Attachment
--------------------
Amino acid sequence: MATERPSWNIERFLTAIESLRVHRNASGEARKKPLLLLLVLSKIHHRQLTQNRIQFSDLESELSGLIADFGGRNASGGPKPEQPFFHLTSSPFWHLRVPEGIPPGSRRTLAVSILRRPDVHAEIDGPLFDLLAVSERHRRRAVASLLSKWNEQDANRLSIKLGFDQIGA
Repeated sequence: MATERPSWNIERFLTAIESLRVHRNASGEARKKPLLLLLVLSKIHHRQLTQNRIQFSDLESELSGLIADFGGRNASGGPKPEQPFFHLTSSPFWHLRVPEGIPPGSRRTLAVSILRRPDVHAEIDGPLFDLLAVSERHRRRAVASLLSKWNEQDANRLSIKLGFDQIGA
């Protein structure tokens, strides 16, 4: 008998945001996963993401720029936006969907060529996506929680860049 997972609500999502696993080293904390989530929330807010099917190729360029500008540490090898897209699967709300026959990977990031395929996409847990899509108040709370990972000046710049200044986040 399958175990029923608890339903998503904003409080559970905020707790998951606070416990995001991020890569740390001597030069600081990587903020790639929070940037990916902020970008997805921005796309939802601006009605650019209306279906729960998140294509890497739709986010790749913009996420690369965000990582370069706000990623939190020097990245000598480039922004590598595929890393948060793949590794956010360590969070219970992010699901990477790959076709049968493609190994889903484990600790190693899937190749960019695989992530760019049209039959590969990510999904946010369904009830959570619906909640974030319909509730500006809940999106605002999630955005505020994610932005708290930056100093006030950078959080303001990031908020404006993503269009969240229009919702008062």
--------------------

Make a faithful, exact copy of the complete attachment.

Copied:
Amino acid sequence: MATERPSWNIERFLTAIESLRVHRNASGEARKKPLLLLLVLSKIHHRQLTQNRIQFSDLESELSGLIADFGGRNASGGPKPEQPFFHLTSSPFWHLRVPEGIPPGSRRTLAVSILRRPDVHAEIDGPLFDLLAVSERHRRRAVASLLSKWNEQDANRLSIKLGFDQIGA
Repeated sequence: MATERPSWNIERFLTAIESLRVHRNASGEARKKPLLLLLVLSKIHHRQLTQNRIQFSDLESELSGLIADFGGRNASGGPKPEQPFFHLTSSPFWHLRVPEGIPPGSRRTLAVSILRRPDVHAEIDGPLFDLLAVSERHRRRAVASLLSKWNEQDANRLSIKLGFDQIGA
């Protein structure tokens, strides 16, 4: 008998945001996963993401720029936006969907060529996506929680860049 997972609500999502696993080293904390989530929330807010099917190729360029500008540490090898897209699967709300026959990977990031395929996409847990899509108040709370990972000046710049200044986040 399958175990029923608890339903998503904003409080559970905020707790998951606070416990995001991020890569740390001597030069600081990587903020790639929070940037990916902020970008997805921005796309939802601006009605650019209306279906729960998140294509890497739709986010790749913009996420690369965000990582370069706000990623939190020097990245000598480039922004590598595929890393948060793949590794956010360590969070219970992010699901990477790959076709049968493609190994889903484990600790190693899937190749960019695989992530760019049209039959590969990510999904946010369904009830959570619906909640974030319909509730500006809940999106605002999630955005505020994610932005708290930056100093006030950078959080303001990031908020404006993503269009969240229009919702008062």